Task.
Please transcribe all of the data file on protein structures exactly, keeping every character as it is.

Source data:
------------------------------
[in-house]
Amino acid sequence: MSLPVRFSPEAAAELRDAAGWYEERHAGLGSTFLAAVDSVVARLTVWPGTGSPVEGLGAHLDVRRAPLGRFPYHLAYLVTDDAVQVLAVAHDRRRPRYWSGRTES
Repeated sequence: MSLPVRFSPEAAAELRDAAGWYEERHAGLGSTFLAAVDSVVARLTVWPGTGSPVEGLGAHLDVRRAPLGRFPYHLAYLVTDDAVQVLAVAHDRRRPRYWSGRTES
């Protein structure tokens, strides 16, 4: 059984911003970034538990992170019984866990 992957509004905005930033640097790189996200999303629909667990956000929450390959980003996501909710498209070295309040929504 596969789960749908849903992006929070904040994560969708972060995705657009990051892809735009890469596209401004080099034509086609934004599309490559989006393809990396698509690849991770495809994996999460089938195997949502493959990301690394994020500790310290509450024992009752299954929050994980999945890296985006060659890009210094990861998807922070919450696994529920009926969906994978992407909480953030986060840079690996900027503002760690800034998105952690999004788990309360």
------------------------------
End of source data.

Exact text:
[in-house]
Amino acid sequence: MSLPVRFSPEAAAELRDAAGWYEERHAGLGSTFLAAVDSVVARLTVWPGTGSPVEGLGAHLDVRRAPLGRFPYHLAYLVTDDAVQVLAVAHDRRRPRYWSGRTES
Repeated sequence: MSLPVRFSPEAAAELRDAAGWYEERHAGLGSTFLAAVDSVVARLTVWPGTGSPVEGLGAHLDVRRAPLGRFPYHLAYLVTDDAVQVLAVAHDRRRPRYWSGRTES
């Protein structure tokens, strides 16, 4: 059984911003970034538990992170019984866990 992957509004905005930033640097790189996200999303629909667990956000929450390959980003996501909710498209070295309040929504 596969789960749908849903992006929070904040994560969708972060995705657009990051892809735009890469596209401004080099034509086609934004599309490559989006393809990396698509690849991770495809994996999460089938195997949502493959990301690394994020500790310290509450024992009752299954929050994980999945890296985006060659890009210094990861998807922070919450696994529920009926969906994978992407909480953030986060840079690996900027503002760690800034998105952690999004788990309360």